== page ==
• Join over 1.2 million students every month
  • Accelerate your learning by 29%
  • Unlimited access from just £6.99 per month

Wuthering Heights.

Extracts from this document...

Introduction

WUTHERING HEIGHTS Emily Bronte was the middle woman in the most celebrated nineteenth century literary family. Supplemented by sister Anne and more renowned sibling Charlotte, she had a love for the Yorkshire moors and human passion, which are both reflected in the only novel she compiled in her 29 years - Wuthering Heights. At the time of its release, 1847, this controversial text divided many critics, and still does to this day. Many, me included, do not appreciate its content or intended objectives. Others oppose this viewpoint, stating that it's a masterpiece years, in terms of its originality, beyond the date of its initial publication. One thing does impress me in this carefully woven novel. Just as Francis Ford Coppola did with tremendous success in the Godfather Part II in 1976, Bronte splits the story into two with the future generation mirroring their ancestors, whether it be the characteristics or mistakes they duplicate there is an apparent resemblance between the old and new guard. The conflicting narrators provide both humour and useful insight into the inhabitants of the moors. Lockwood, the voice-over at the beginning, has acquired the tenancy of Thrushcross Grange and decides to introduce himself to his new landlord, Heathcliff. ...read more.

Middle

Catherine's tenure at Thrushcross Grange seems to have transformed her into a new person. After regaining full fitness, she returns a smart lady. The example of Catherine's class elevation in just over a month reflects the impact the environment appears to have on the inhabitants. At Thrushcross, the surroundings are beautiful and captivated with fresh air, which is shown in the Lintons. Meanwhile, at Wuthering Heights, the house, located in a particularly rough region, is fading quickly. This has obviously rubbed off on Heathcliff and Hindley, who are possessive and bitter. While Catherine's undoubted love for Heatcliff hasn't diminished in their separation, it, possibly inadvertently, contributes to the eventual termination of their relationship, as she has developed affection for Edgar Linton. Catherine is given an ultimatum: Heathcliff or Edgar. She famously tells Nelly Dean: "I am Heathcliff." This comment suggests that her allegiance with Heathcliff is unstoppable as he is a permanent part of her being, but her lust for a higher-class living and sense of security prevails. She chooses Linton. In my opinion, the primary focus of the novel, Catherine and Heathcliff's relationship captures, perhaps unintentionally, Bronte's use of symmetry and contrasts. ...read more.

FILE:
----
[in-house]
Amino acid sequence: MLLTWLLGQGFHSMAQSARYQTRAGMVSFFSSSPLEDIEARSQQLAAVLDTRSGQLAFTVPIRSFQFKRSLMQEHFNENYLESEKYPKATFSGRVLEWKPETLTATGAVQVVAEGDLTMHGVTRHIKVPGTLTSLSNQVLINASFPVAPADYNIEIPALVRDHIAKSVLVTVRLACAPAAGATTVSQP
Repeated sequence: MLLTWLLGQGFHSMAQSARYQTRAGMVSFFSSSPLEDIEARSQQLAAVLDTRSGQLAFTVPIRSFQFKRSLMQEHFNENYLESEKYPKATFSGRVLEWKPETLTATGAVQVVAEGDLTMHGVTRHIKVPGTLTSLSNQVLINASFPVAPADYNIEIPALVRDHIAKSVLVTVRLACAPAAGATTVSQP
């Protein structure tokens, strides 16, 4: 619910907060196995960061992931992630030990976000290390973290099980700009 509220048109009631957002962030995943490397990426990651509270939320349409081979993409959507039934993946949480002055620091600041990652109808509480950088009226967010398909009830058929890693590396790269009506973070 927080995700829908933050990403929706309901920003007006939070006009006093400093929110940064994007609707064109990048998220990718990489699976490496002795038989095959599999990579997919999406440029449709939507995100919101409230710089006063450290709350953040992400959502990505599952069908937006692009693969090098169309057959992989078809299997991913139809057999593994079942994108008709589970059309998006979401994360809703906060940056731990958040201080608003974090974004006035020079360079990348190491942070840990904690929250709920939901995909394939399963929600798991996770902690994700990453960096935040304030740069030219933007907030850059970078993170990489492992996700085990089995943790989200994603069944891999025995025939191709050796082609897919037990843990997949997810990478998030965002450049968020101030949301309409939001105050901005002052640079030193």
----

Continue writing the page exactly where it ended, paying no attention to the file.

Conclusion

(Catherine with Edgar and Heathcliff, Cathy with Linton and Hareton.) Their respective happiness, it seems is heavily influenced by the mere presence of Thrushcross Grange. As well as this, Catherine begins her life at Wuthering Heights and Cathy ends the novel there, rather like the aforementioned narrative symmetry between Lockwood and Nelly Dean. One intriguing thing is that while Thrushcross Grange brought the best out of the pair personally, it's difficult to say if it was there that they were their happiest there. Cathy must be relieved that she has found love with Hareton at the Heights after her previous marriage to Linton. And Catherine even confirmed it was Heathcliff, who she mingled with during her time at Wuthering Heights, not Edgar that she loved. Heathcliff remains the same throughout. An uncaring person, that divides two generations. First of all Mr. Earnshaw's relationship with his son Hindley deteriorates as a result and then later causes friction between Cathy and Edgar. As mentioned above with regards to Catherine and her daughter, Heathcliff is involved in the two three-way relationships. Participating in the original affair and emerging the unlucky party in conjunction with Edgar and Catherine and instigating Cathy's two marriages with son Linton and Hareton. Despite this though, Catherine who he's rightfully buried with, exposes his sensitive side, even after her death and his marriage to Isabella. ...read more.